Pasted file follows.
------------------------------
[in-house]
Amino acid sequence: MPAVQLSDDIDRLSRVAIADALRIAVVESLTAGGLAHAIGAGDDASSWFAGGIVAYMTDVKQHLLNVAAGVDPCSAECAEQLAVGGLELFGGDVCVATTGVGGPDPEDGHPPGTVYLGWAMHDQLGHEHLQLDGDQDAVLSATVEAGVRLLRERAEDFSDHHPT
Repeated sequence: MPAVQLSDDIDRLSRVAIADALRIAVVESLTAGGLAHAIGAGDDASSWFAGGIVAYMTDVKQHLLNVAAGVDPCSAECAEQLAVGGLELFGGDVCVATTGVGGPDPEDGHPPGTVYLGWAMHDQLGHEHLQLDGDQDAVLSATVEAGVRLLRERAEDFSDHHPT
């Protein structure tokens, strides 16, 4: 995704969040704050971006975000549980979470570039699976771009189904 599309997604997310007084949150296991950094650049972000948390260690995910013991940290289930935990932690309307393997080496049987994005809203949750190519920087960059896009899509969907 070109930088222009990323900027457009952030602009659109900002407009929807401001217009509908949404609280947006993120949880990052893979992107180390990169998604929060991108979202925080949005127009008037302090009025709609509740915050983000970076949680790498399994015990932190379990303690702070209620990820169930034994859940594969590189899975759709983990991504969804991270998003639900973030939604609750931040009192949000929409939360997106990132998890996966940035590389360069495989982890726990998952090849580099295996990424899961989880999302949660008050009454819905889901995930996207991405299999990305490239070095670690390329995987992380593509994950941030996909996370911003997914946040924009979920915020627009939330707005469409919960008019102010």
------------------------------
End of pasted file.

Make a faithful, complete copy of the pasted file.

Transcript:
[in-house]
Amino acid sequence: MPAVQLSDDIDRLSRVAIADALRIAVVESLTAGGLAHAIGAGDDASSWFAGGIVAYMTDVKQHLLNVAAGVDPCSAECAEQLAVGGLELFGGDVCVATTGVGGPDPEDGHPPGTVYLGWAMHDQLGHEHLQLDGDQDAVLSATVEAGVRLLRERAEDFSDHHPT
Repeated sequence: MPAVQLSDDIDRLSRVAIADALRIAVVESLTAGGLAHAIGAGDDASSWFAGGIVAYMTDVKQHLLNVAAGVDPCSAECAEQLAVGGLELFGGDVCVATTGVGGPDPEDGHPPGTVYLGWAMHDQLGHEHLQLDGDQDAVLSATVEAGVRLLRERAEDFSDHHPT
């Protein structure tokens, strides 16, 4: 995704969040704050971006975000549980979470570039699976771009189904 599309997604997310007084949150296991950094650049972000948390260690995910013991940290289930935990932690309307393997080496049987994005809203949750190519920087960059896009899509969907 070109930088222009990323900027457009952030602009659109900002407009929807401001217009509908949404609280947006993120949880990052893979992107180390990169998604929060991108979202925080949005127009008037302090009025709609509740915050983000970076949680790498399994015990932190379990303690702070209620990820169930034994859940594969590189899975759709983990991504969804991270998003639900973030939604609750931040009192949000929409939360997106990132998890996966940035590389360069495989982890726990998952090849580099295996990424899961989880999302949660008050009454819905889901995930996207991405299999990305490239070095670690390329995987992380593509994950941030996909996370911003997914946040924009979920915020627009939330707005469409919960008019102010």